Working with non-creatives can be challenging, and is the most often scenario when this type of feedback arises. However, if we can surface the answers to questions such as these, we can pinpoint the specific issue.

  • Which specific part of the design do they mean?
  • Are the colors an issue? Is it the font?
  • Do they just hate the whole thing?

Oftentimes, jumping on the phone with your client can help them articulate what they truly mean and want, sharing the context you need to resolve the issue.

So what does great design feedback look like?

The design feedback we want to collect is:



The best feedback types include these considerations:

  • Timely: What is the priority and where does it fit in the hierarchy of changes?
  • Concise: What exactly is expected to be fixed or changed?
  • Realistic: Is this something achievable in the budget and given timeframe?
  • Contextual: Where exactly does the issue appear?



The reality of a picture telling 1000 words is never truer than in design feedback. “Show us, don’t tell us” would make many changes and feedback so much easier to decipher.



When it comes to web design feedback, being able to replicate any design issues can be tricky. Knowing what browser, operating system, and CSS data can pinpoint why something doesn’t look right to a client. It’s quite rare that a client would send over this information in an email or spreadsheet.

Tools that lead to a better design feedback process


Slack: is perfect for quick feedback but it’s also difficult to keep track of. Collaborating in real-time on changes and clarifying feedback here can be more timely than back and forth emails.

Face to face feedback (or screen to screen more likely), is an excellent way to ensure that feedback doesn’t become lost in translation. When you’re able to repeat the changes and solutions back to the client in real-time you can clarify each and every item, no matter how vague the initial wording. Asking the right questions (remember: timely, concise, realistic, and contextual) may lead to finding out why your client really doesn’t like that red color.

Email is chaotic, but since everyone uses it, it’s best practice to have a plan to manage incoming feedback:

  • When a client doesn’t provide the feedback in one email but in multiple, it can be overwhelming to keep track of. Sifting through several paragraphs to find the actual changes they require is time-consuming and tedious and can blow out the project timeframe.
  • If your client is more comfortable using email, you can lead by example. Sending back a formatted list or summary of their comments will show them how to organize their feedback. And they (fingers crossed) will follow suit.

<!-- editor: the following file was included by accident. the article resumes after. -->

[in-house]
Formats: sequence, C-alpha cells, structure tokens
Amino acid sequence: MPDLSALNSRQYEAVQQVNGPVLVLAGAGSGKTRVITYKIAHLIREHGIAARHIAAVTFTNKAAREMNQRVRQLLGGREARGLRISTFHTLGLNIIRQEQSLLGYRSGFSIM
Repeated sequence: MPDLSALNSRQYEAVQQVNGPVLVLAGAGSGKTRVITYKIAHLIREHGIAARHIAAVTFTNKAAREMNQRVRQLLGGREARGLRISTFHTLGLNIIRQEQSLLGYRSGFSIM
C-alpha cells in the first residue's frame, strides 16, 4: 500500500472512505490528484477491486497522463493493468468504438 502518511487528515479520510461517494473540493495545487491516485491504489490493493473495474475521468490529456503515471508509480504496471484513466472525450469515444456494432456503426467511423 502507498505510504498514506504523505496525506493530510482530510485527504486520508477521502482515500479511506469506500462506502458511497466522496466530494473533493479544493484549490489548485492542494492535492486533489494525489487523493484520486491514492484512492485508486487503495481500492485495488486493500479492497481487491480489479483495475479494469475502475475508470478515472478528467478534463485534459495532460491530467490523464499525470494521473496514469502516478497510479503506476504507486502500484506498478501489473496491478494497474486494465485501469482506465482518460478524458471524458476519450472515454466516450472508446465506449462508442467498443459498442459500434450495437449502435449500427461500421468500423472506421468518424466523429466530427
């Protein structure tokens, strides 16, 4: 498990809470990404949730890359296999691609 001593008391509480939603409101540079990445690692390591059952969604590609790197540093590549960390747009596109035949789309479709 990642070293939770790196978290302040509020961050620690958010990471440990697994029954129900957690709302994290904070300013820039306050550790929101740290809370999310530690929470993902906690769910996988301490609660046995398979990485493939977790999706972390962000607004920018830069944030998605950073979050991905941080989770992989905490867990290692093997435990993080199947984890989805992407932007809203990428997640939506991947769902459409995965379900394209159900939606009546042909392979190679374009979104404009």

BugHerd: For a web project, BugHerd is one of the easiest tools to use with non-technical and non-creative clients as it requires no installation and acts as a transparent layer on a web page. Leaving a sticky-note-esque task complete with a screenshot and all the technical data required to fix the problem. It speeds up the feedback process dramatically by adding visual context and streamlined communication.


Milanote: For static images, Milanote works in a similar fashion to BugHerd and acts like a pinboard for designs. Being a visual tool, it’s easy to keep track of which feedback comments belong to which image.

There are a lot of great visual feedback tools out there such as Asana or Invision, and many designers simply use Trello, but the beauty of these two lies in their simplicity—especially for folks who may be one or two steps removed from the design process.

Final Thoughts

At the end of the day, we all want great design feedback that allows us to deliver the best possible result. While laying out all expectations might require a bit more effort up front, it will result in a far smoother journey for both you and your client and teammates in the long run. So, agree on a set process, and the next time you receive that ‘long-winded email’ or ‘impossible to read spreadsheet’, it just might contain the actionable feedback that you were seeking.


Author Bio:
Chanie Hyde is a Growth Marketer for startups (such as BugHerd) and a freelance travel writer. She has been working with dev and design teams for more than a decade, even though it did take her a few years to stop saying “make it pop”. You can stalk her professionally on Linkedin or follow her adventures on Instagram.

Illustrations by Sher Rill Ng. Find her on Dribbble.

Find more Process stories on our blog Courtside.